In preparation for last week’s summit on community colleges, the White House asked people to submit their ideas for community college reform. Overwhelmingly the participants voted in support of the idea submitted by a former teen mom and Community College student from Arizona who asked the following:
Educate students on healthy relationships and family planning…in order to help community college students finish their education and then plan for a family when the time is right.
This raises questions about why community colleges lack a comprehensive health system, and where services like contraception and family planning are available to students.
What more than half do not have, however, is what four-year colleges and universities have offered for years: comprehensive health services, including daily clinics and nurses who provide up-to-date health information, do physical examinations and prescribe or dispense contraception.
The apparent reasoning behind this gap in services is that lack of funding for community colleges, money which often goes instead to the four-year institutions. The Obama Administration has made it clear they’d like to put more of an emphasis on community colleges, but it’s not clear that they’re looking to address the need for better on-campus health services.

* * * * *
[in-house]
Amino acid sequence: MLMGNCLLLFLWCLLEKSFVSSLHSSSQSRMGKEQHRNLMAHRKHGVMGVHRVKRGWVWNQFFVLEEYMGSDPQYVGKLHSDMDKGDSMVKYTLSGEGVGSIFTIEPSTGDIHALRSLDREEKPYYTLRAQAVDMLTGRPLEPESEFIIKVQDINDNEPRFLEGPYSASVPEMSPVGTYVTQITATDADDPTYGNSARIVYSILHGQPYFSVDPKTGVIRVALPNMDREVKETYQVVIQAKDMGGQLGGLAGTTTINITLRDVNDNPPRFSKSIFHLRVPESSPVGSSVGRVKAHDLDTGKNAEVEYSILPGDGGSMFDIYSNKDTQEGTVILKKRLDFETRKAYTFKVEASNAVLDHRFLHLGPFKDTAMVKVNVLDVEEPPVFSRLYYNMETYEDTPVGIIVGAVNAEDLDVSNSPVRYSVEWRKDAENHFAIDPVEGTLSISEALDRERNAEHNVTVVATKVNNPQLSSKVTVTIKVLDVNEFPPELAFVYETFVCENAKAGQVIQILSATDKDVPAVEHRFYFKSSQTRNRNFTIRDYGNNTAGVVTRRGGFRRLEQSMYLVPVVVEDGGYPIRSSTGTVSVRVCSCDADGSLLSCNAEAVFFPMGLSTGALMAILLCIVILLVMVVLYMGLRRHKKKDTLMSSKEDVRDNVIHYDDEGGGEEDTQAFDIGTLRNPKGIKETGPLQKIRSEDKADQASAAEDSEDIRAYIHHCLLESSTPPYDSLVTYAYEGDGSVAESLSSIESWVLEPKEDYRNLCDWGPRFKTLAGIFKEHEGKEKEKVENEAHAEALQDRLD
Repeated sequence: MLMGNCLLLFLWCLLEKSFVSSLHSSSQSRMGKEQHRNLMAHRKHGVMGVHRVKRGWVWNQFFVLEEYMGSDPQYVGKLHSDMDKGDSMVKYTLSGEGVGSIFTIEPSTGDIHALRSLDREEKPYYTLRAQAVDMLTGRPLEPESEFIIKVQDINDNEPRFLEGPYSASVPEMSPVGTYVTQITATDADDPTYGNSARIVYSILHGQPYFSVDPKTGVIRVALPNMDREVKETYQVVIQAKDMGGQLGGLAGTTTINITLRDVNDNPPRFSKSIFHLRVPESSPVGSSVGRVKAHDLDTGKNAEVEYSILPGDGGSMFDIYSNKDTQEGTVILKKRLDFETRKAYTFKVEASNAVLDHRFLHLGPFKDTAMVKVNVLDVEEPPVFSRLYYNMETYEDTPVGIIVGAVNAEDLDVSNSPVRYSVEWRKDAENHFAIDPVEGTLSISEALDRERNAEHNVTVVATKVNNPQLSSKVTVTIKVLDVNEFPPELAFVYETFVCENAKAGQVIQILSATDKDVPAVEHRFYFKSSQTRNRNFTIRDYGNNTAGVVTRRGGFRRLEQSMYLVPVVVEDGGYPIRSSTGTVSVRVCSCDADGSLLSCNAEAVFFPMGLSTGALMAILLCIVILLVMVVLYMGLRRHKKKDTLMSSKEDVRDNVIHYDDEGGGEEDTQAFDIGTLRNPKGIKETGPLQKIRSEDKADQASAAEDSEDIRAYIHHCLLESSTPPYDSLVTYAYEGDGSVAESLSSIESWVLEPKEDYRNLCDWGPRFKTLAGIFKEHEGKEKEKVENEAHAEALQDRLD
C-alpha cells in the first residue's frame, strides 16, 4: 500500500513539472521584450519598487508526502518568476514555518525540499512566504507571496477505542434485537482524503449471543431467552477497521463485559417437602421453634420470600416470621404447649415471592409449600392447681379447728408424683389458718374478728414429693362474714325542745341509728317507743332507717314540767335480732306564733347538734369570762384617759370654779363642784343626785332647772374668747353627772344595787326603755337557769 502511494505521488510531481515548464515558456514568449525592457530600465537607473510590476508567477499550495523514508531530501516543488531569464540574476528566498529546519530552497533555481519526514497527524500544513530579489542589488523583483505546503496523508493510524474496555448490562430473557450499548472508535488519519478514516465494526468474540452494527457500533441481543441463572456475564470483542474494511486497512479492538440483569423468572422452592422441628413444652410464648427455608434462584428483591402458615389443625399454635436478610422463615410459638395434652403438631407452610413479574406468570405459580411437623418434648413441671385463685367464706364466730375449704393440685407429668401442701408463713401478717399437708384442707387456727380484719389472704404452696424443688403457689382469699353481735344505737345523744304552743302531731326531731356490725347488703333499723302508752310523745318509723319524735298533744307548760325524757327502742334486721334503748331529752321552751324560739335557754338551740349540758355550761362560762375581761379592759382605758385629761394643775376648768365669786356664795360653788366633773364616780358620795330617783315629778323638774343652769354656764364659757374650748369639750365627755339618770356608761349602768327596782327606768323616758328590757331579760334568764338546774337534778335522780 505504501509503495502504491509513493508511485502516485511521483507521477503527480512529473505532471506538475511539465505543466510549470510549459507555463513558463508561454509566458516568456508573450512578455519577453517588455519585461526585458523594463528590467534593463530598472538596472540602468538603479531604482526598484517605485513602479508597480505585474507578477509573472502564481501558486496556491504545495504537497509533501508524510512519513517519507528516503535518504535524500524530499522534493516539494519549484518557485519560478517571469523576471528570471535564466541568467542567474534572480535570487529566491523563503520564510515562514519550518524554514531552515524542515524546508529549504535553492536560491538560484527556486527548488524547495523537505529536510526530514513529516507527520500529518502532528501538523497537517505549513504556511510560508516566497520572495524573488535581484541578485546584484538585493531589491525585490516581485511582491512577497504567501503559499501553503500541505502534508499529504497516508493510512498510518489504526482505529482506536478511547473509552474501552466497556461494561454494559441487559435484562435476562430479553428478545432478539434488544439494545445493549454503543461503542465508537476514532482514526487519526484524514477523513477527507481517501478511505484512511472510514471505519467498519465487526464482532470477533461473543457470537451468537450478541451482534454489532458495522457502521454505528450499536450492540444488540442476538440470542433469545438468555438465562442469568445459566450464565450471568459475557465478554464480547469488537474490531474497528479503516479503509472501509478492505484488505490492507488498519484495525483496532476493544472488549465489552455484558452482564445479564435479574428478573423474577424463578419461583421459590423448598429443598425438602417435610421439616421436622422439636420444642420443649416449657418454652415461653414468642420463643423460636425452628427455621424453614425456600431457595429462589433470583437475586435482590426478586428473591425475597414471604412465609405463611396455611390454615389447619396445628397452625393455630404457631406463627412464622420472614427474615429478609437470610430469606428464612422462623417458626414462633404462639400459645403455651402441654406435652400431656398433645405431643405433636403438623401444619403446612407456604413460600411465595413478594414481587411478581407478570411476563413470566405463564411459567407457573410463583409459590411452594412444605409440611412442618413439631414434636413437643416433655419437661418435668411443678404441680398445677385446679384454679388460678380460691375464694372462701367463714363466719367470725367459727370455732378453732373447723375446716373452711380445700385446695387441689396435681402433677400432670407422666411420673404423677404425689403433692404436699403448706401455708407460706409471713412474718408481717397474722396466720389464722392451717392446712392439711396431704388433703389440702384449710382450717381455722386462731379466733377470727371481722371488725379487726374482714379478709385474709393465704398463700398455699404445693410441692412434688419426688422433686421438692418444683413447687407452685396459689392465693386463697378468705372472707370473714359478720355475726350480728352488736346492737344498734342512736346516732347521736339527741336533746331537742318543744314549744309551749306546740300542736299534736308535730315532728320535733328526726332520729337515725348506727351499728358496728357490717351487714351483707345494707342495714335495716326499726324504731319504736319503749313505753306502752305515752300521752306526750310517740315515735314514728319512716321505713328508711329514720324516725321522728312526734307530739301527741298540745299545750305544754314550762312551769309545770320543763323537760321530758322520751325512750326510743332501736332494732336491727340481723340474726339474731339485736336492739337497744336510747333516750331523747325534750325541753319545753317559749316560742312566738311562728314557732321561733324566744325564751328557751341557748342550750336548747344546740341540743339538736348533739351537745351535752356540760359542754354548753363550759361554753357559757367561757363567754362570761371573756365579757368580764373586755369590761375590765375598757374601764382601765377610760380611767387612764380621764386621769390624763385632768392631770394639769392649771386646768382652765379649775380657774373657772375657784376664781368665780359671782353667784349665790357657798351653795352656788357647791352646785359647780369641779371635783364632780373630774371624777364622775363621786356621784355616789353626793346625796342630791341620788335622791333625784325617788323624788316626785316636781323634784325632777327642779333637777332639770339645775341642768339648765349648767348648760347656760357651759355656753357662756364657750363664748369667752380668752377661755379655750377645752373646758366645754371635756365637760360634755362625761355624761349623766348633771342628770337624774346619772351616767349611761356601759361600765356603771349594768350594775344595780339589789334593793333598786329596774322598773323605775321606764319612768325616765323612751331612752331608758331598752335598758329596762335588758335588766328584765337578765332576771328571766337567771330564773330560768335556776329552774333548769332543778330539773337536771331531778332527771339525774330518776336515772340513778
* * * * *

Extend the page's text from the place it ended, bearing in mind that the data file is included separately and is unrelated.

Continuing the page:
According to the Pew Hispanic Center, Latino undergraduates are more likely to be enrolled in a two year institution. This means that Latinas are being shorthanded when it comes to resources on family planning. By providing services to reduce unplanned pregnancies, Latinas will have a better chance in graduating from school and having the opportunity to continue on to a four-year institution.
By Stephanie Rodriguez, Policy Intern